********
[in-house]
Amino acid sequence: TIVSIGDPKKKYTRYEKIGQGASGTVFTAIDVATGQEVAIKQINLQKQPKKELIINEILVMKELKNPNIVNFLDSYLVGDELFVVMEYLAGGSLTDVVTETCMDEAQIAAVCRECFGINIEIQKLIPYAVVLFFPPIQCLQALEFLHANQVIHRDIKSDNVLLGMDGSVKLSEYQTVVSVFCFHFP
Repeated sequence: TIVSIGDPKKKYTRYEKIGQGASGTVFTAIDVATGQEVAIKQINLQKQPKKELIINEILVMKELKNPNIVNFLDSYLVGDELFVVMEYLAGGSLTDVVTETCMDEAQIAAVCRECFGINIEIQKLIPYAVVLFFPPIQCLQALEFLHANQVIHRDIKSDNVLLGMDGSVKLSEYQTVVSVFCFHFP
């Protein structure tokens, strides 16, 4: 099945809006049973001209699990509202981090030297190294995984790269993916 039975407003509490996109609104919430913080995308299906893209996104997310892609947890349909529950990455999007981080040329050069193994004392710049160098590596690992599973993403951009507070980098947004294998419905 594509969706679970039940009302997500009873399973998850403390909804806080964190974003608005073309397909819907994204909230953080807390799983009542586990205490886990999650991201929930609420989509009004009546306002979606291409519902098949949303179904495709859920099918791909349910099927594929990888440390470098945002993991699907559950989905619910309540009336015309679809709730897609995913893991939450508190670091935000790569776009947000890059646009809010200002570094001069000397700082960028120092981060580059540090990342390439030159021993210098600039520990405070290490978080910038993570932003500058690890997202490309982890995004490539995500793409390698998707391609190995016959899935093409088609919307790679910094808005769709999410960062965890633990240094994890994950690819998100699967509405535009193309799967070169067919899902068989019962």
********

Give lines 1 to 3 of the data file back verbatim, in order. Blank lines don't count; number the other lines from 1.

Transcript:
[in-house]
Amino acid sequence: TIVSIGDPKKKYTRYEKIGQGASGTVFTAIDVATGQEVAIKQINLQKQPKKELIINEILVMKELKNPNIVNFLDSYLVGDELFVVMEYLAGGSLTDVVTETCMDEAQIAAVCRECFGINIEIQKLIPYAVVLFFPPIQCLQALEFLHANQVIHRDIKSDNVLLGMDGSVKLSEYQTVVSVFCFHFP
Repeated sequence: TIVSIGDPKKKYTRYEKIGQGASGTVFTAIDVATGQEVAIKQINLQKQPKKELIINEILVMKELKNPNIVNFLDSYLVGDELFVVMEYLAGGSLTDVVTETCMDEAQIAAVCRECFGINIEIQKLIPYAVVLFFPPIQCLQALEFLHANQVIHRDIKSDNVLLGMDGSVKLSEYQTVVSVFCFHFP